After reading Rep. Chuck Moss's rebuttal to a spot-on editorial recently published in The Detroit News, a reader might conclude that the only problem with the school employee pension system is that it's underfunded. The $22.4 billion gap between the system's assets and liabilities is a symptom that exposes the real problem: politicians can't be trusted to properly fund a defined benefit pension system.

State politicians underfund the system in a couple of ways. They use overly optimistic assumptions about investment earnings and payroll growth. Overestimating these means that the state doesn't put in as much as it should.

Politicians also have ways to squirm out of making contributions at certain times. In 2007, when the stock market was booming, the state improperly "marked to market" the pension fund's assets. This was done exclusively so that legislators wouldn't have to put in as much money as they thought they would.

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The underfunding problem can only be fixed by gradually phasing out the defined-benefit pension system, which is done by closing it to new hires who instead get a defined-contribution 401(k)-type benefit.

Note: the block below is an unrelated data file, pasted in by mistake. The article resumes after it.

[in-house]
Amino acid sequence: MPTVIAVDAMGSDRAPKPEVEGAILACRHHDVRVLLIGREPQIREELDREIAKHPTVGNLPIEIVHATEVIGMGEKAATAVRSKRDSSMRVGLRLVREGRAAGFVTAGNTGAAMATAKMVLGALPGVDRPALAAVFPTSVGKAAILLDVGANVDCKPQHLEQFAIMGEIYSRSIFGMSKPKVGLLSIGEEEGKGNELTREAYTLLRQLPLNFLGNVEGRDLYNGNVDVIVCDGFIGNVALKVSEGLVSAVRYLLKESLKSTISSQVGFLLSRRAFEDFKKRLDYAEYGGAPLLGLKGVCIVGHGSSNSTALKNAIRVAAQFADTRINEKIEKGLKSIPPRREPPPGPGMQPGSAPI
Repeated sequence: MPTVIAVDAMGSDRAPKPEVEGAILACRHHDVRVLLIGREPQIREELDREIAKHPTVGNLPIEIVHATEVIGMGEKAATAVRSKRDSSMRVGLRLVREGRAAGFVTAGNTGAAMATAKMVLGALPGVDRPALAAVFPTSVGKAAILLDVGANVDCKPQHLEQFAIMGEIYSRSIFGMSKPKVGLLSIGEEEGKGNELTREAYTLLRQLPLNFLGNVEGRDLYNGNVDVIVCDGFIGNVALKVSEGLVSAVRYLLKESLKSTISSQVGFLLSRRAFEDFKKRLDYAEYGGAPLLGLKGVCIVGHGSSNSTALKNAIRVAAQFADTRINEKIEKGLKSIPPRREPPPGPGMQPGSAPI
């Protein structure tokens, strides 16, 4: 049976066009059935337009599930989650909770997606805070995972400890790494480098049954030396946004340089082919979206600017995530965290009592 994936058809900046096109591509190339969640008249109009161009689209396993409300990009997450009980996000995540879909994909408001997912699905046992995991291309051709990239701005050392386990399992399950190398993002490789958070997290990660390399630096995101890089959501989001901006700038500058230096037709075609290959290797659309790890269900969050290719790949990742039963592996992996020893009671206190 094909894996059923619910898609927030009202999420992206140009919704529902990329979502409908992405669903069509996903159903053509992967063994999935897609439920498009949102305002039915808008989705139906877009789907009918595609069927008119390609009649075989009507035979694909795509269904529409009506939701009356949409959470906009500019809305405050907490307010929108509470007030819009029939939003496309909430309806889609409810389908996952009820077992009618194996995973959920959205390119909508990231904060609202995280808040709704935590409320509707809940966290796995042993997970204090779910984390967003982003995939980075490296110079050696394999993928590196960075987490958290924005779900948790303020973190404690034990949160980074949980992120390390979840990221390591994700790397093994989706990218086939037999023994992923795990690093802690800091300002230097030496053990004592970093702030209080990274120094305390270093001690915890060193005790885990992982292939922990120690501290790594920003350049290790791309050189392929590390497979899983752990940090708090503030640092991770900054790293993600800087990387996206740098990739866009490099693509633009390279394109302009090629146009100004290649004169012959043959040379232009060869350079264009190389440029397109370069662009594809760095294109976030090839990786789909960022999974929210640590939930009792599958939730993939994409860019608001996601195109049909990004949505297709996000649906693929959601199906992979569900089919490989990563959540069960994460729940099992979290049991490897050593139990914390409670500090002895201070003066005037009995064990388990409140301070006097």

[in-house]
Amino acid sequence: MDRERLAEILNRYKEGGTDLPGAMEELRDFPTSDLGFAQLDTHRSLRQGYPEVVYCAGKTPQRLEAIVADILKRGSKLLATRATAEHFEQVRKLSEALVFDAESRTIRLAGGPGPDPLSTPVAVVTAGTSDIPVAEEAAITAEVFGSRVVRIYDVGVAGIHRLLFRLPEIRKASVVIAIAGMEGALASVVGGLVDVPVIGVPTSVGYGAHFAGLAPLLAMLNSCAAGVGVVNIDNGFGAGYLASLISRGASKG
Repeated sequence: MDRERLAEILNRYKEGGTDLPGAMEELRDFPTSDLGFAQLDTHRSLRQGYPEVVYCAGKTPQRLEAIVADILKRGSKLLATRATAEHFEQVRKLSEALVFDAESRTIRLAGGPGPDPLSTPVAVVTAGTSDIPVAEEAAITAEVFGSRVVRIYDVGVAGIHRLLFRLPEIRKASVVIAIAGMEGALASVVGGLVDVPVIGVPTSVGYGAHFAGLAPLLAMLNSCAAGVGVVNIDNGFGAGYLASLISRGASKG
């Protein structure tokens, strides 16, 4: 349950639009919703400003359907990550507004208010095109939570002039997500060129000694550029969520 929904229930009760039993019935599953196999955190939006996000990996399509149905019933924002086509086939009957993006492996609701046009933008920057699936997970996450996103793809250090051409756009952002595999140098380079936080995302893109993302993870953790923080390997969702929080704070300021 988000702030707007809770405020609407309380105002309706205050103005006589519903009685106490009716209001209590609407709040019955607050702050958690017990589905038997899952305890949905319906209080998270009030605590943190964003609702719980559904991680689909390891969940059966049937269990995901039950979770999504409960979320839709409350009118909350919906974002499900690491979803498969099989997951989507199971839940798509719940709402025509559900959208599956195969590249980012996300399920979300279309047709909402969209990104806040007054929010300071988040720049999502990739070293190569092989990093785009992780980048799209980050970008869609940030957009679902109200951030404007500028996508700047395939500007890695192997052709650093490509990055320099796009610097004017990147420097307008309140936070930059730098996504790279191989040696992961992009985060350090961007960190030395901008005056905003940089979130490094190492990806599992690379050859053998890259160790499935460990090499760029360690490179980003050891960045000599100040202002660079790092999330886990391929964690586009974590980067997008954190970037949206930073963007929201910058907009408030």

A plan passed by the state Senate does this, but the House plan just perpetuates the problems.

The House did pass a couple of reforms that address Rep. Moss's concerns over “normal costs” and so-called transition costs. Senators can adopt those if they'd like, but compared to the Senate's reform they're just tweaks.

The only real solution is closing the system.


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Ted Nelson is a retired Michigan State Police officer who trained police departments throughout the state on civil asset forfeiture. He believes the practice has been misused and needs to change.

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